Solution - good luck to incoming Minister David Clark, he will need to grasp the nettle and start a process of systemic redesign.
3 The Ministry of Health is Dysfunctional
The prize for the most conspicuous incompetence in the public sector must go uncontested to the Ministry of Health.
The blunder above aside, my observation from working with it over the years is that it is so consumed with perpetually re-structuring or "transforming" itself internally that it doesn't spare a thought for its core task of leading the decades-overdue task of restructuring its sector.
Bureaucratic, ineffective, fiefdom-driven, cumbersome, risk-averse to a fault, and way out of touch with its real purpose - far more attuned to shutting down constructive debate than fostering it. It needs nothing less than demolishing and rebuilding.
Solution - scrap the Ministry and replace it with smaller, smarter units with a very different culture and leadership style.
4 "Clinical Leadership" has Been Overcooked
Clinical leadership is a mantra in health - nothing happens without the docs agreeing - which always requires an evidential base.
That's fine to a point. There are many superb leaders among the clinicians - I've been privileged to work with a number. Doctors generally are smart, committed, outstanding people.
But intelligence doesn't automatically make them great change-agents. Doctors are inherently conservative. Thank God for that when they are wielding the scalpel, but it's a serious drawback when they're contemplating changes to the way of doing things. Dr Lance O'Sullivan told a conference recently that NZ could more than halve the number of GPs if we used them more selectively, to which I can only agree.
Many changes are simple common sense. Clinicians should absolutely be at the centre but so should informed health service consumers, professional administrators, and nurses. No one group should have power of veto. And as with any occupation, there can be a fine line between professional caution and patch protection.
Solution - doctors should be part of the change but not dominate; an eclectic group including smart health service consumers should lead.
5 Shared Services Companies Are Barriers to Change
Academics and consultants foisted shared services companies onto hesitant DHBs to achieve economies of scale in services like personnel, finance and IT. In theory they are servants of, and accountable to, the DHBs in their region collectively.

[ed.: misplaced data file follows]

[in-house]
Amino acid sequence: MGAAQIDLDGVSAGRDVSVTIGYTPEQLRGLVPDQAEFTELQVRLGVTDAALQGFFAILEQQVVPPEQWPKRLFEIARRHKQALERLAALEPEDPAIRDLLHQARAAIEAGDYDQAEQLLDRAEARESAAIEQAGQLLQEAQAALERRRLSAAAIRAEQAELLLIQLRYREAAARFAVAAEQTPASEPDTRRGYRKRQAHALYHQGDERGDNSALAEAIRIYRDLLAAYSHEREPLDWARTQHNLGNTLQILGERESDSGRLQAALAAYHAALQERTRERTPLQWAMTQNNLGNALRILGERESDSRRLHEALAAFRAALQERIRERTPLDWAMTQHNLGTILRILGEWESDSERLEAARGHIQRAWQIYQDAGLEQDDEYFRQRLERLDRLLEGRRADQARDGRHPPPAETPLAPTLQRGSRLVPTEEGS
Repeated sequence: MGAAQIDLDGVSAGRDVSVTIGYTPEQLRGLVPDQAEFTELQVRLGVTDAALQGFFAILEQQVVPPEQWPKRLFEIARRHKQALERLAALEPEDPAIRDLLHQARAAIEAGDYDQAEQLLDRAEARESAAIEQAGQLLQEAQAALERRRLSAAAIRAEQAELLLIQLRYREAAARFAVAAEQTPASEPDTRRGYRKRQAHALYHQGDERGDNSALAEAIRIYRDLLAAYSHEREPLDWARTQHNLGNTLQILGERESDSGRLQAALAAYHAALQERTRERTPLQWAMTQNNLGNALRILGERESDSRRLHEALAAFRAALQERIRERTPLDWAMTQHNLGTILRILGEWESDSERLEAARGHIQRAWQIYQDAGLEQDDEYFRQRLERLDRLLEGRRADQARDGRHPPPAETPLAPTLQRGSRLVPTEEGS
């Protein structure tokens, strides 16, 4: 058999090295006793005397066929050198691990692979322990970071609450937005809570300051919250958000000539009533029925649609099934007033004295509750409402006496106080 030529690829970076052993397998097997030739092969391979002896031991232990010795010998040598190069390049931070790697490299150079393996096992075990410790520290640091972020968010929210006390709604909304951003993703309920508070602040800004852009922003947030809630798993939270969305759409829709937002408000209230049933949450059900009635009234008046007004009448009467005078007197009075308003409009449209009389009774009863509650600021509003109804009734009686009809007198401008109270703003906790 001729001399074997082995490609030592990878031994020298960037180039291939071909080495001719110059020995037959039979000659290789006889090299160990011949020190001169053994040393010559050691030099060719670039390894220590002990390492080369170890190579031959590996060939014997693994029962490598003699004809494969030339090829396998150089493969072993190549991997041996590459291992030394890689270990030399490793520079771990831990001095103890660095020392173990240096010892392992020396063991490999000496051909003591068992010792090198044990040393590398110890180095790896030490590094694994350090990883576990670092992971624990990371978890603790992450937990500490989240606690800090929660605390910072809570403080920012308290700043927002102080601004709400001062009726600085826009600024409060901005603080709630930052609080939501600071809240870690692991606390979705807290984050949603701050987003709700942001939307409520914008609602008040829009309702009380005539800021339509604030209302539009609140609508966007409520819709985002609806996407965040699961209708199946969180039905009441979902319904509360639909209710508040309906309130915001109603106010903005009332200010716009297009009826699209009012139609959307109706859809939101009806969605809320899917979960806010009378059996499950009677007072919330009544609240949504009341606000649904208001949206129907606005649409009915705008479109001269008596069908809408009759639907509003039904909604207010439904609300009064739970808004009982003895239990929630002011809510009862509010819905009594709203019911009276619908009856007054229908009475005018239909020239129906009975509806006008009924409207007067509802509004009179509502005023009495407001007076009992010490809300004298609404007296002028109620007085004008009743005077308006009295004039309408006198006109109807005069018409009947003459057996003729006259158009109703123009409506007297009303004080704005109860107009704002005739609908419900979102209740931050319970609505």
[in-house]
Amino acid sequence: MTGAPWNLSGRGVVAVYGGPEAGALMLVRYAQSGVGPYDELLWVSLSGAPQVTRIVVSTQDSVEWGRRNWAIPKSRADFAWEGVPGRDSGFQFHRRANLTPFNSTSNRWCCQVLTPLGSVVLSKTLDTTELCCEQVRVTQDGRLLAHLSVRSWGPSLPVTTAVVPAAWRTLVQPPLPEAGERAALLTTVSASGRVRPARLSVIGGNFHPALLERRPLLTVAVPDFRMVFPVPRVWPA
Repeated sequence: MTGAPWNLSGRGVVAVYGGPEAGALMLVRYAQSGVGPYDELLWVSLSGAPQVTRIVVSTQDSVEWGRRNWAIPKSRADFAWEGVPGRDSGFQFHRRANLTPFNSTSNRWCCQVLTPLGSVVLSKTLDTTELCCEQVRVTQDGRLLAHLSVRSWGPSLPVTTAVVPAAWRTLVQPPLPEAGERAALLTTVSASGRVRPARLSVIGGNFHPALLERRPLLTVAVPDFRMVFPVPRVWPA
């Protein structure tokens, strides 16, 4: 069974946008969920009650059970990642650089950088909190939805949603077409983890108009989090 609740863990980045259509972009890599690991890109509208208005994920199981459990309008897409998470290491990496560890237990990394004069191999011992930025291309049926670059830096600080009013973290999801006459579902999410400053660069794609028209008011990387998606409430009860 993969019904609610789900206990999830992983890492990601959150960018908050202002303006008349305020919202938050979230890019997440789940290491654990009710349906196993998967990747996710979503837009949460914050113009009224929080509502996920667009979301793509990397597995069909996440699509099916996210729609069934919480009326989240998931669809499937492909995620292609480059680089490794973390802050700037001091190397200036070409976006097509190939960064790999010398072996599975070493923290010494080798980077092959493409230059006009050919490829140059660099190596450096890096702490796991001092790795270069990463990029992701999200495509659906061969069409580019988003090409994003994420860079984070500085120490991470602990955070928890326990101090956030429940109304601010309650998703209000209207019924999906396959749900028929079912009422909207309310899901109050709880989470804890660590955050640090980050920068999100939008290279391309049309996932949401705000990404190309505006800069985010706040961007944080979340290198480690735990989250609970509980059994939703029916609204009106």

The problem is they became the reverse. Once appointed, and with the DHB having lost control of these core functions, they grow like head lice on a five-year-old - they become the master and the hapless DHB the servant. In IT terms that means there is always an excuse to delay, either to wait for other DHBs in their region to catch up, or to dovetail with inconsistent regionally- or nationally-imposed timetables. And of course, there is never any money - see item 1. So nothing changes.
Solution - abandon this failed experiment and give CEOs full control of their destiny.
IT specialists are playing a competent and highly constructive role introducing IT-enabled projects but are hampered by two massive barriers. First, inability to take the best pilots and nationalise them. Second, inability to re-engineer service delivery around the potential of the digital age. Technology is best when systems are re-engineered to take advantages of the efficiencies it offers. Superimposing 21st century technology on a creaking 20th century structure and business process denies most of the potential benefits.
But health IT works in glorious isolation from any vision of, or debate about debate about the future structure of health services overall - if one exists. It has been perceived as a service activity to one side, when it should be the mainstream enabler of a sectoral re-build.
There are many extremely capable people leading health IT projects - all power to them within their limited mandates. But back at base many more professionals are jaded, project-fatigued, cynical about pilots that go nowhere, overworked, bitter about underfunding, patch protective, or change-resistant.
The whole health sector nationwide needs to be mobilised and enthused. It needs leadership, energy, commitment, and reallocation of money. Meanwhile time has run out - opportunities are being lost, resources are squandered, the clinic is unattended and the grey tsunami is waiting outside the door.
Welcome, Minister Clark.
Ernie Newman is a Digital Economy Consultant based in the Bay of Plenty. His involvement in the digital economy dates back to 1999-2012 as CEO of TUANZ, the Telecommunications Users Association. Recent assignments in health have involved telehealth and consumer issues for 2 government agencies, 3 District Health Boards and a Pacific Island health organisation.